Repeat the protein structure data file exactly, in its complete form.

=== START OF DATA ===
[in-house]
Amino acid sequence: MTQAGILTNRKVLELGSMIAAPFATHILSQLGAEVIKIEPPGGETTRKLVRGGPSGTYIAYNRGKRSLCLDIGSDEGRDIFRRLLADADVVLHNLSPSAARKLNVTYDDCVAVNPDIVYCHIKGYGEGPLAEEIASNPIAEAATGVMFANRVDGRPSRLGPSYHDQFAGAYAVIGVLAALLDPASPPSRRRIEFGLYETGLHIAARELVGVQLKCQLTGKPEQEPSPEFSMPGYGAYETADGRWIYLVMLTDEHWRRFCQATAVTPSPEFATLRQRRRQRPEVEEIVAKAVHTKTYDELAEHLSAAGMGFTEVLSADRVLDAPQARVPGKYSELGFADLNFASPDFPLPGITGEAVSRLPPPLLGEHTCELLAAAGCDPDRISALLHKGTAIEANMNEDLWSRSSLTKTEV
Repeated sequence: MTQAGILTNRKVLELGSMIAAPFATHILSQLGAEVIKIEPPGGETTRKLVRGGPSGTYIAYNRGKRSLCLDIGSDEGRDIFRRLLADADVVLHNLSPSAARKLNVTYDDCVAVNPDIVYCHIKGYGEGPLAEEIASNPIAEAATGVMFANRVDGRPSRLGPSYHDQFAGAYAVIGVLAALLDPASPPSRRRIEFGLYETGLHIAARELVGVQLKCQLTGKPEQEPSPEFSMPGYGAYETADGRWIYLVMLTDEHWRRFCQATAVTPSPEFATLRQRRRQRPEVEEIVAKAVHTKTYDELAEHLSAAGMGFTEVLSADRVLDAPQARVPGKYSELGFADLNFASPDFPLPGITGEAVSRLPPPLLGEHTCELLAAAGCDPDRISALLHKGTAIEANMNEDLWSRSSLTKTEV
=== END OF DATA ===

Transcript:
[in-house]
Amino acid sequence: MTQAGILTNRKVLELGSMIAAPFATHILSQLGAEVIKIEPPGGETTRKLVRGGPSGTYIAYNRGKRSLCLDIGSDEGRDIFRRLLADADVVLHNLSPSAARKLNVTYDDCVAVNPDIVYCHIKGYGEGPLAEEIASNPIAEAATGVMFANRVDGRPSRLGPSYHDQFAGAYAVIGVLAALLDPASPPSRRRIEFGLYETGLHIAARELVGVQLKCQLTGKPEQEPSPEFSMPGYGAYETADGRWIYLVMLTDEHWRRFCQATAVTPSPEFATLRQRRRQRPEVEEIVAKAVHTKTYDELAEHLSAAGMGFTEVLSADRVLDAPQARVPGKYSELGFADLNFASPDFPLPGITGEAVSRLPPPLLGEHTCELLAAAGCDPDRISALLHKGTAIEANMNEDLWSRSSLTKTEV
Repeated sequence: MTQAGILTNRKVLELGSMIAAPFATHILSQLGAEVIKIEPPGGETTRKLVRGGPSGTYIAYNRGKRSLCLDIGSDEGRDIFRRLLADADVVLHNLSPSAARKLNVTYDDCVAVNPDIVYCHIKGYGEGPLAEEIASNPIAEAATGVMFANRVDGRPSRLGPSYHDQFAGAYAVIGVLAALLDPASPPSRRRIEFGLYETGLHIAARELVGVQLKCQLTGKPEQEPSPEFSMPGYGAYETADGRWIYLVMLTDEHWRRFCQATAVTPSPEFATLRQRRRQRPEVEEIVAKAVHTKTYDELAEHLSAAGMGFTEVLSADRVLDAPQARVPGKYSELGFADLNFASPDFPLPGITGEAVSRLPPPLLGEHTCELLAAAGCDPDRISALLHKGTAIEANMNEDLWSRSSLTKTEV